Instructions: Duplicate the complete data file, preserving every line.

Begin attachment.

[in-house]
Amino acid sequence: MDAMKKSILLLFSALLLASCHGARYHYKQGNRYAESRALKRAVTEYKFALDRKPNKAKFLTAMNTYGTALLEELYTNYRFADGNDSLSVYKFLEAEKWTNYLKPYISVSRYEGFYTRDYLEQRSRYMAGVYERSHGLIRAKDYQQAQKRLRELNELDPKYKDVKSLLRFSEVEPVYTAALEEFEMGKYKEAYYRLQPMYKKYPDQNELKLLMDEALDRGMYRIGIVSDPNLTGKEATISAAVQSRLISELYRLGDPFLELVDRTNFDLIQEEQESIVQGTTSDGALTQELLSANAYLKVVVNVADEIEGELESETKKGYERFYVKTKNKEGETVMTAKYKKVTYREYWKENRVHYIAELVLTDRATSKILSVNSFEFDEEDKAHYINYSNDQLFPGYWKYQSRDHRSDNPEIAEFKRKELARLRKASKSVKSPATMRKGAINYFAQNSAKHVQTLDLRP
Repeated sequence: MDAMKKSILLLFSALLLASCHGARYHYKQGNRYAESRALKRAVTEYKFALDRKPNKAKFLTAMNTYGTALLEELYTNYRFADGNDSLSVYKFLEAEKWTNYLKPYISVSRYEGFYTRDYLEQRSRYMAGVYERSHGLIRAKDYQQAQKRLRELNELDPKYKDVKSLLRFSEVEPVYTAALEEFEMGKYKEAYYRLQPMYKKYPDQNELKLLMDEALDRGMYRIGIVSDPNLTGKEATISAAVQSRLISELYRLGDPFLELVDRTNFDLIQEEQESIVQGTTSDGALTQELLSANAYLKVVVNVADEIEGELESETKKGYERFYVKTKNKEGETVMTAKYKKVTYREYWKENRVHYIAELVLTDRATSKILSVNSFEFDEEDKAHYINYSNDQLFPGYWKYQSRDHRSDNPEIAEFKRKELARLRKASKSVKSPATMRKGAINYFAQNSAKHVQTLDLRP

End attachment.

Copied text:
[in-house]
Amino acid sequence: MDAMKKSILLLFSALLLASCHGARYHYKQGNRYAESRALKRAVTEYKFALDRKPNKAKFLTAMNTYGTALLEELYTNYRFADGNDSLSVYKFLEAEKWTNYLKPYISVSRYEGFYTRDYLEQRSRYMAGVYERSHGLIRAKDYQQAQKRLRELNELDPKYKDVKSLLRFSEVEPVYTAALEEFEMGKYKEAYYRLQPMYKKYPDQNELKLLMDEALDRGMYRIGIVSDPNLTGKEATISAAVQSRLISELYRLGDPFLELVDRTNFDLIQEEQESIVQGTTSDGALTQELLSANAYLKVVVNVADEIEGELESETKKGYERFYVKTKNKEGETVMTAKYKKVTYREYWKENRVHYIAELVLTDRATSKILSVNSFEFDEEDKAHYINYSNDQLFPGYWKYQSRDHRSDNPEIAEFKRKELARLRKASKSVKSPATMRKGAINYFAQNSAKHVQTLDLRP
Repeated sequence: MDAMKKSILLLFSALLLASCHGARYHYKQGNRYAESRALKRAVTEYKFALDRKPNKAKFLTAMNTYGTALLEELYTNYRFADGNDSLSVYKFLEAEKWTNYLKPYISVSRYEGFYTRDYLEQRSRYMAGVYERSHGLIRAKDYQQAQKRLRELNELDPKYKDVKSLLRFSEVEPVYTAALEEFEMGKYKEAYYRLQPMYKKYPDQNELKLLMDEALDRGMYRIGIVSDPNLTGKEATISAAVQSRLISELYRLGDPFLELVDRTNFDLIQEEQESIVQGTTSDGALTQELLSANAYLKVVVNVADEIEGELESETKKGYERFYVKTKNKEGETVMTAKYKKVTYREYWKENRVHYIAELVLTDRATSKILSVNSFEFDEEDKAHYINYSNDQLFPGYWKYQSRDHRSDNPEIAEFKRKELARLRKASKSVKSPATMRKGAINYFAQNSAKHVQTLDLRP